Chicago, Illinois, United States
We stand in a close circle around Michelle as she hands out yellow isolation gowns. We are putting on gloves, preparing ourselves, taking deep breaths.
We are solemn, doe-eyed and beginning a collective inaudible tachypnic chorus.
She tells us about the first time she performed post mortem care.
She was young; it was early in her career—her first job out of nursing school.
She had been working nights.
And after the trauma of a strange and supernatural experience—one that she endured without company or consolation—she swore she’d do everything she could to make sure the nurses under her tutelage never had to feel as frightened as she did.
As much as I want to know what happened, as badly as I feel that she had to go through it alone, to experience trauma, I am so thankful that she is here to be our guide, and I am thankful that this man gets to have her and us.
I have been providing care for this man since the morning.
When he was still alive, writhing and heaving.
He looked no different than he does now.
I have been looking in on him, attending to him since I agreed to take him on as a patient—even with the warning that he was nearing death.
Now though, his face is whiter than it was before, and something about the air around him seems to have died too.
I am clutching the post-mortem care kit that I got from a slot in the stock machine labeled “body bag.”
I am standing next to his head, and I am thinking about what it must be like to be there, in front of me, dead.
I am trying to make sense of things as I prepare to put in his dentures like I promised his daughter I would.
We are surrounding his bed like a force field—uselessly trying to protect him from the unknown, the unseen.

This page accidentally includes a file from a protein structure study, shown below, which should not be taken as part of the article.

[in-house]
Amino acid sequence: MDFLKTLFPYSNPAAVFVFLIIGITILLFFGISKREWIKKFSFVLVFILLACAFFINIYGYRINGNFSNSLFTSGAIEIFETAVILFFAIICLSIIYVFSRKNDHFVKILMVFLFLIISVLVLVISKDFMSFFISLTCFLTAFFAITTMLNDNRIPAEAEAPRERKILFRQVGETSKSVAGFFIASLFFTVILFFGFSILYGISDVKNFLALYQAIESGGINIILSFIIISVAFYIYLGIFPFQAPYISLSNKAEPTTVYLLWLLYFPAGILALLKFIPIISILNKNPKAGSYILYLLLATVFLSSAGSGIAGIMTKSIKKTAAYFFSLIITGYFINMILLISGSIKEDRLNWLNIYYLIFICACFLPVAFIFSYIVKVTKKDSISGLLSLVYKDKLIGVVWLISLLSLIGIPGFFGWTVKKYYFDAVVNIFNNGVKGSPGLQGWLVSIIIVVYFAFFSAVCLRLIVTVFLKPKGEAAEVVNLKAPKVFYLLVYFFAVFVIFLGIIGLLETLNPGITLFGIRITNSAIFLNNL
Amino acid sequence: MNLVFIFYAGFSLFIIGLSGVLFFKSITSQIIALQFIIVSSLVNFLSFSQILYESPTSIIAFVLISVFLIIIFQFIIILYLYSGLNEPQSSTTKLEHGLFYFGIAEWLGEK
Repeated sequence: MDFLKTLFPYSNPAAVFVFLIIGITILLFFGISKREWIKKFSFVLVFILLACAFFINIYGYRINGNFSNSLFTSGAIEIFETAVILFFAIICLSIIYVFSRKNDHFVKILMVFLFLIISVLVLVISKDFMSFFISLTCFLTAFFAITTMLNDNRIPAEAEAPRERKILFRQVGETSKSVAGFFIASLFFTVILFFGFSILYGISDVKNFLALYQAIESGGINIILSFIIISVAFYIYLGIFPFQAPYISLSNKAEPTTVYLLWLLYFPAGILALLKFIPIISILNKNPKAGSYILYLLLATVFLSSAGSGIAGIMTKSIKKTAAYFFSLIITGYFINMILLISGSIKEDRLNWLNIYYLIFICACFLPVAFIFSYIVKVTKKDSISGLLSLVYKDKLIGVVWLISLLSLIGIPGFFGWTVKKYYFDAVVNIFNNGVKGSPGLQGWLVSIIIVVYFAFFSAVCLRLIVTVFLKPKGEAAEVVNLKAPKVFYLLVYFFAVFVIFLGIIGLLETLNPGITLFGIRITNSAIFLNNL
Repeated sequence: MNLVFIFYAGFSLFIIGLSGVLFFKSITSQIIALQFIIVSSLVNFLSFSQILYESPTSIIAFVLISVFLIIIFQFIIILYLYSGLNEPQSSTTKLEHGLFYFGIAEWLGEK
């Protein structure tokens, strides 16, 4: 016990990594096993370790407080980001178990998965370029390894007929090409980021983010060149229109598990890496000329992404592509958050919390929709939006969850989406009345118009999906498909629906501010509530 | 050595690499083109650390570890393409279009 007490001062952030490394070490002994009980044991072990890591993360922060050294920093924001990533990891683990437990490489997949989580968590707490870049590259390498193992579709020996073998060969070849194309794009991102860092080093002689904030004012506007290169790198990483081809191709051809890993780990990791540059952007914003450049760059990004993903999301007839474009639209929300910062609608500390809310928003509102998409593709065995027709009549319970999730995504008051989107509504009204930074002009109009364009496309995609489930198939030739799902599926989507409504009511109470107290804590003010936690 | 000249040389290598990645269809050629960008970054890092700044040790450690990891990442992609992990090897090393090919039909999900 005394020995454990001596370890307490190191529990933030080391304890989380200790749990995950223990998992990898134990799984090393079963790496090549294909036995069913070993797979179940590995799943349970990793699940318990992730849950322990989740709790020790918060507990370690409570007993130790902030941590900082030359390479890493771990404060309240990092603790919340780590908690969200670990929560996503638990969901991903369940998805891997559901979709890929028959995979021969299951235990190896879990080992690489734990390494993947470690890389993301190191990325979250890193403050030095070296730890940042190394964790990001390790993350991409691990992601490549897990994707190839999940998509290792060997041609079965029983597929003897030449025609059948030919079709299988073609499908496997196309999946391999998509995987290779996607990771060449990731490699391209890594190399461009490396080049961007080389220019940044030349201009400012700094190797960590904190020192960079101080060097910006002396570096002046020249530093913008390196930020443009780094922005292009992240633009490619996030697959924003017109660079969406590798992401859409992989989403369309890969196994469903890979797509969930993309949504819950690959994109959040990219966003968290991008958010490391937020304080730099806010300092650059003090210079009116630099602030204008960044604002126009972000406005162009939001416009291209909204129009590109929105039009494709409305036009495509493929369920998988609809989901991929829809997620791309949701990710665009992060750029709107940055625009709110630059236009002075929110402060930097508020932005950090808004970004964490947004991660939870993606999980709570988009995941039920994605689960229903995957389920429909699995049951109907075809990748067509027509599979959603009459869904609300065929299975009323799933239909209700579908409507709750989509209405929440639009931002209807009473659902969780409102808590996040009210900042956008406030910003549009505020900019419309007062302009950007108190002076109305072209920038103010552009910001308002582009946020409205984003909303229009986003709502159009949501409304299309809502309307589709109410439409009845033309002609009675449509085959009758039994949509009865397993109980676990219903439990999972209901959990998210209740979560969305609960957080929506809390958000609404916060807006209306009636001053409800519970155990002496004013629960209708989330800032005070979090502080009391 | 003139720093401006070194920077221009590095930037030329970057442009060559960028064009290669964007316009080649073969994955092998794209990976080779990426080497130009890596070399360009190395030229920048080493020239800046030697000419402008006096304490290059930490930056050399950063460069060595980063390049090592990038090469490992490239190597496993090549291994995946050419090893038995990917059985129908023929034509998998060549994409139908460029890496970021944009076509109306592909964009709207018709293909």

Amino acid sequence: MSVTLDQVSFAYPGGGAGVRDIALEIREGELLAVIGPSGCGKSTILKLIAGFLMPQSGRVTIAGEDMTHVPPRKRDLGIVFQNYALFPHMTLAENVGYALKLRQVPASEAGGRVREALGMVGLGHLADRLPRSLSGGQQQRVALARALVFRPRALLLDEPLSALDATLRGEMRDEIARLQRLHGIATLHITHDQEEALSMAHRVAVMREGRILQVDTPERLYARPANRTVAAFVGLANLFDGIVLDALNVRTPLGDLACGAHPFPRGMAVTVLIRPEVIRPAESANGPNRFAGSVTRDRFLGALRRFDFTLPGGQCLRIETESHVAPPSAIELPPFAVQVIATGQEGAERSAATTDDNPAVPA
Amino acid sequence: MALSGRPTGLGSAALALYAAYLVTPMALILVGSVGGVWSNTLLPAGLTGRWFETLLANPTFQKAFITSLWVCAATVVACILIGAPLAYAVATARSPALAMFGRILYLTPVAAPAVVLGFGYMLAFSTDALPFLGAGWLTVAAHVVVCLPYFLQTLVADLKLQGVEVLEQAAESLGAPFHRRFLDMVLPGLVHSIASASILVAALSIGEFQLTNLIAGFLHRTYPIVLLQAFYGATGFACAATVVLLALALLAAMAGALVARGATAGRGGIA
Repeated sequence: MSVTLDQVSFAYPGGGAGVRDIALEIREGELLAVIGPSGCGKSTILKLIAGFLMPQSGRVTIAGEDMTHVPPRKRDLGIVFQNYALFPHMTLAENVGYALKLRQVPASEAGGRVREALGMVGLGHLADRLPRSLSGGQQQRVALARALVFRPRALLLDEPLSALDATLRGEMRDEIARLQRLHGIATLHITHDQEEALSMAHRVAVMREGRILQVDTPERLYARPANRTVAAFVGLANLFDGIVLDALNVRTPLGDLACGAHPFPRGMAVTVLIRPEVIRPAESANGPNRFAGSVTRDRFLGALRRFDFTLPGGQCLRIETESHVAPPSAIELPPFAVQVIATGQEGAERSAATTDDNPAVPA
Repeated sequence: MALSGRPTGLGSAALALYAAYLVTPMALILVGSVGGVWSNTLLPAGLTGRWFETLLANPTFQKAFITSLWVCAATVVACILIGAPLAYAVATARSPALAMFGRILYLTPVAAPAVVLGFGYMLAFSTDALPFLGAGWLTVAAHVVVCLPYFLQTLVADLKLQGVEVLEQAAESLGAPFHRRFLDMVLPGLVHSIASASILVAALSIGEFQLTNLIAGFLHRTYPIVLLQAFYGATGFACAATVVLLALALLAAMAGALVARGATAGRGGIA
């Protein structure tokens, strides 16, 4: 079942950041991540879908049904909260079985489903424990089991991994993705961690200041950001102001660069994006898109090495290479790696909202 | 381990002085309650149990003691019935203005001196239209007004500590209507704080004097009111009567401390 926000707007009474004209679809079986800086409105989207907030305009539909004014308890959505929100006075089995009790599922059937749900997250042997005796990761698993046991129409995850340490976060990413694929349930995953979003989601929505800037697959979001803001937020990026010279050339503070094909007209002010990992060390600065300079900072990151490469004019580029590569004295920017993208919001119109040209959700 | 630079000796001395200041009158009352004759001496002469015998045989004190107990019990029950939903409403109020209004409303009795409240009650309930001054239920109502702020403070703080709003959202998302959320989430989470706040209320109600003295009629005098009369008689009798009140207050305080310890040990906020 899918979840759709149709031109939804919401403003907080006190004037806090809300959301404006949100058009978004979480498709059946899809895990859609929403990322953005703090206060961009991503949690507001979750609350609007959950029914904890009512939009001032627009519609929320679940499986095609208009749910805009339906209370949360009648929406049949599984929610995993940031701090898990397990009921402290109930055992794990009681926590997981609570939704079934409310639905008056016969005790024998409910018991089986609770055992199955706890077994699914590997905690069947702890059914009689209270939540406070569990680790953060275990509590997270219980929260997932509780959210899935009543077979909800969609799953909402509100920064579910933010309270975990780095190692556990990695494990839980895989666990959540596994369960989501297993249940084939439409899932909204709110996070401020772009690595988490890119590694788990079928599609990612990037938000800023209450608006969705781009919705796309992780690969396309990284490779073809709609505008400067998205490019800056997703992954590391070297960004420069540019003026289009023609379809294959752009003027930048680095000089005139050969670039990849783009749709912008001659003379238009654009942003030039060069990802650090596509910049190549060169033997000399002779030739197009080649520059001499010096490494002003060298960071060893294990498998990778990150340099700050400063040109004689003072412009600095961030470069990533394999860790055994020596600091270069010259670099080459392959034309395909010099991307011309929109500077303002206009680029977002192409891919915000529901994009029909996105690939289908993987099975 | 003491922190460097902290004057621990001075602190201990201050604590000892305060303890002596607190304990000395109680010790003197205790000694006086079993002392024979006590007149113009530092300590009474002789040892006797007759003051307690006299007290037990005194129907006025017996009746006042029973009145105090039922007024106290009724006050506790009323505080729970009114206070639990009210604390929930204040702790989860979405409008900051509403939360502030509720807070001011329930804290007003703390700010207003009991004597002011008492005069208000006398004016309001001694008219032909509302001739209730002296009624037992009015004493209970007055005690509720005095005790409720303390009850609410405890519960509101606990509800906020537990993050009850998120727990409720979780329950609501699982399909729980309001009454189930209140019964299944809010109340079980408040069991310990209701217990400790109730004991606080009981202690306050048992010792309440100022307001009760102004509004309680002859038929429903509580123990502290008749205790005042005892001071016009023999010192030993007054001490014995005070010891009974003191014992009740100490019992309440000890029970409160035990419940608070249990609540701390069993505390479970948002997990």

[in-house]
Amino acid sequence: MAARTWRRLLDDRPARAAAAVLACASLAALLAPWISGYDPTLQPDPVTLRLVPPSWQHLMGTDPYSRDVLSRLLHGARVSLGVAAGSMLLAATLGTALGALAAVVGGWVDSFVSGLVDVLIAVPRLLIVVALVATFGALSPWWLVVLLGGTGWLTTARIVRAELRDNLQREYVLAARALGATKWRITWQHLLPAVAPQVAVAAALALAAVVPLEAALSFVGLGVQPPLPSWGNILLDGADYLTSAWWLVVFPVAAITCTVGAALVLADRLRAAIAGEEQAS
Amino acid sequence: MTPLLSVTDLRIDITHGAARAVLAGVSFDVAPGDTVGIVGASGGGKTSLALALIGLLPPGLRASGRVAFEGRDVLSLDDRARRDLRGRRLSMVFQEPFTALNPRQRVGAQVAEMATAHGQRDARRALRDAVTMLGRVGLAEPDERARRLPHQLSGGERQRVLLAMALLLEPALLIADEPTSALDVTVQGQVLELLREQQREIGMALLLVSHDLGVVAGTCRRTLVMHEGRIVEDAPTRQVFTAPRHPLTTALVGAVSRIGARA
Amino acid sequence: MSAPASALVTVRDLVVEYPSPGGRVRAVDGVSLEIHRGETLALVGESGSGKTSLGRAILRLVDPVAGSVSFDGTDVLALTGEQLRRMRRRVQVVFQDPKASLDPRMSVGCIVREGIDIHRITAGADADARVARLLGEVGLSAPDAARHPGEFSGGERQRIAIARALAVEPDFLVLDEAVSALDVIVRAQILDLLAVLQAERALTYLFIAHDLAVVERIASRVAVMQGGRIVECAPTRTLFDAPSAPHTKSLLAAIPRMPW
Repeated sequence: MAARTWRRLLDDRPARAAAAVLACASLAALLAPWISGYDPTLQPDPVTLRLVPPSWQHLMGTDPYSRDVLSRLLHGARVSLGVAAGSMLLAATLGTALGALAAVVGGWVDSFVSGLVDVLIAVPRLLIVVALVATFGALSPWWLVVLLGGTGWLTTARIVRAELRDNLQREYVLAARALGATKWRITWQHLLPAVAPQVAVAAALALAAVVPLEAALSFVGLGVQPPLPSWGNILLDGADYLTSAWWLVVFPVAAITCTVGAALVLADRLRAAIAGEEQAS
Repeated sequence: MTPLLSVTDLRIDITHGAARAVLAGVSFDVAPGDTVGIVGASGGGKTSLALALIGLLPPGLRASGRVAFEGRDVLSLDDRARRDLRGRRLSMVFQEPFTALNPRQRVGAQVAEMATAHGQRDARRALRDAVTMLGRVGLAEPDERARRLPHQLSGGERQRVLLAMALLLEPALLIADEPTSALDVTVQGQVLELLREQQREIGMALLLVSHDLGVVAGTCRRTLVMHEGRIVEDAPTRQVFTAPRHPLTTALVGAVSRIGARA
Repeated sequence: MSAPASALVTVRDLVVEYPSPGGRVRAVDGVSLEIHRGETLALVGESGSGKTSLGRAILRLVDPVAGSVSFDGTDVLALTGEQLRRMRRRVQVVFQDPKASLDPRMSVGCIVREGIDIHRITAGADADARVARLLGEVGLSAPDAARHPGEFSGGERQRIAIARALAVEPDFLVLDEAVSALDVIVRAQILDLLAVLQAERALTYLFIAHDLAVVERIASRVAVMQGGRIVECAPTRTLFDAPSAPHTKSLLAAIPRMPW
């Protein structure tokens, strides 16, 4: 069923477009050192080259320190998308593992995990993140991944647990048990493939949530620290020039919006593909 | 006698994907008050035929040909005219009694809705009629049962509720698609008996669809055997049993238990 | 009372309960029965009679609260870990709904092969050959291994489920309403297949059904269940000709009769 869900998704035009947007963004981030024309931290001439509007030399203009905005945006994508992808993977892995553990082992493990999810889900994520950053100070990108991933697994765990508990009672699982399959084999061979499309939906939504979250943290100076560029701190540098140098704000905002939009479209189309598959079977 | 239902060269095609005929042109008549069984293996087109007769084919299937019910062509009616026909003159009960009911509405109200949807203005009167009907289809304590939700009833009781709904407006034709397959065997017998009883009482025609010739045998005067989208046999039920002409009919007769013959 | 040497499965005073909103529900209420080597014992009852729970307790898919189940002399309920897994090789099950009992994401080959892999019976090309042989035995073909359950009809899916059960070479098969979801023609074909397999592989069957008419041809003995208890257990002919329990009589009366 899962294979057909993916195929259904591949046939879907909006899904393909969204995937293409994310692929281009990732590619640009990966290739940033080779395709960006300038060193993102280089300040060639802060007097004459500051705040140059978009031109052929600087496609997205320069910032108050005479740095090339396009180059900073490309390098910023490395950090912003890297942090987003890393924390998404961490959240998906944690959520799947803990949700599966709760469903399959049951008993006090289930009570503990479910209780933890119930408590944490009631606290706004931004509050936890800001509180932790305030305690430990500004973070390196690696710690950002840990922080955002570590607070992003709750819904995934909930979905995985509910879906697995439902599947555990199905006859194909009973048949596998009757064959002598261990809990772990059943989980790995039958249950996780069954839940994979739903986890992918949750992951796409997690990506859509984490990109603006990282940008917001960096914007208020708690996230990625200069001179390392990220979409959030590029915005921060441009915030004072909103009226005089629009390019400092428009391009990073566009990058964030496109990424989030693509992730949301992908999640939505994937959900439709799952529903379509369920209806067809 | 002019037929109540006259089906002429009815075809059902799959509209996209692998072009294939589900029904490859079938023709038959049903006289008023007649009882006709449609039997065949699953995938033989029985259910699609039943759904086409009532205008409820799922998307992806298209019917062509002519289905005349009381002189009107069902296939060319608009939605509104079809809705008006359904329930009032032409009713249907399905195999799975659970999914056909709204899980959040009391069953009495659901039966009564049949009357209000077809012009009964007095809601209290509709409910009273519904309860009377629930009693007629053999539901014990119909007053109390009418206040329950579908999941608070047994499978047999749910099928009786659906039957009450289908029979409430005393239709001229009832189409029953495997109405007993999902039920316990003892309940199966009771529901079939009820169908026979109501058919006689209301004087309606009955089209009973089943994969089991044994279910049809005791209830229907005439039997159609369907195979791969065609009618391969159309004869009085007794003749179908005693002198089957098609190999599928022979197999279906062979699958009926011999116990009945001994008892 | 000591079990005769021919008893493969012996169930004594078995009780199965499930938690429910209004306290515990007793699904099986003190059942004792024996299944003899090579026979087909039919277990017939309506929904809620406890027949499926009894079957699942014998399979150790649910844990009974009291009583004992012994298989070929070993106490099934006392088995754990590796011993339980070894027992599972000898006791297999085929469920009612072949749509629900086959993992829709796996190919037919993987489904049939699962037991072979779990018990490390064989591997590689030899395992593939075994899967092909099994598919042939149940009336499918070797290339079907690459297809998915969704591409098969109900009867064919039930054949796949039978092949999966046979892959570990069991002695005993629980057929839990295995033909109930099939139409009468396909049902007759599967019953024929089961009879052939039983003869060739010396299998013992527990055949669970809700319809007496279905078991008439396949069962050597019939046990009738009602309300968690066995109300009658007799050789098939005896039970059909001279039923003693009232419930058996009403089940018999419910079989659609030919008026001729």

Clad in billowy yellow isolation gowns flowing over our green uniform pant, we are adorning him, in his death, like bouquets of Daffodils.
The last time we gathered around a patient in bed, inadvertently dressed as trumpet-shaped flowers, we were just observing, learning about the woman with C-dif who was bleeding from everywhere.
Then we were doe-eyed and silent and watching.
It was day one of week one, and today is day 14 of week 7, and now we are no longer watching.
We are doing; we are announcing; we are helping this man along his way.
We work quickly and together.
We fetch the supplies and follow Michelle’s precise and time-sensitive instructions as she soothes our nervousness with gentle assurance.
We watch as his blood starts to settle. His body is still warm from the fever, but his extremities are ice cold.
We coax his right eyelid closed, tie his hands and feet together, and secure a cotton strap under his chin and around the back of his head.
I am gentle when I put in his dentures, bottom first.
Something about having teeth seems dignified, and I want to give this man back the dignity he had before the stage two pressure ulcers and the generalized edema and the nasogastric tube and the triple lumen catheter, which was fastened to the right side of his neck with two sutures.
I want to give him back his dignity even as we secure him in this white, plastic body bag. I get upset when the top flap covers his face, and my first instinct is to pull it away so he can breathe again.
And once he is in, ready for the morgue, with the zipper at his feet, we prepare the room, trying to clear out the signs of what has happened here.
There’s another patient on another unit that’s been waiting for this bed.
We work quickly and together, filling big plastic trash bags with linens and towels and the red container with various types of “medical waste.”
And then we are done.
Billowy yellow isolation gowns get balled up, and we can leave the room and the still air and the incredible sense of loss that will take several days to dissipate.
And it’s over, and we’re not talking, not saying much of anything, but still sharing the experience, ready to go home until we hear the shrill, piercing beeps of the next code blue.
SHIRA B. ELLENBERG graduated from Columbia College Chicago with a degree in Marketing Communications and a specialty in Public Relations. Her work as a dental assistant with a mobile pediatric dental team serving children in Chicago public schools enabled her to tap into the empathetic and compassionate sides of herself. This led her to pursue nursing. Shira was then accepted into the Generalist Entry Masters program in Nursing at Rush University in Chicago. She is expecting to graduate in March 2011. She intends to build a fruitful career in healthcare where she can provide nurturing and support to those in need: in life and in death.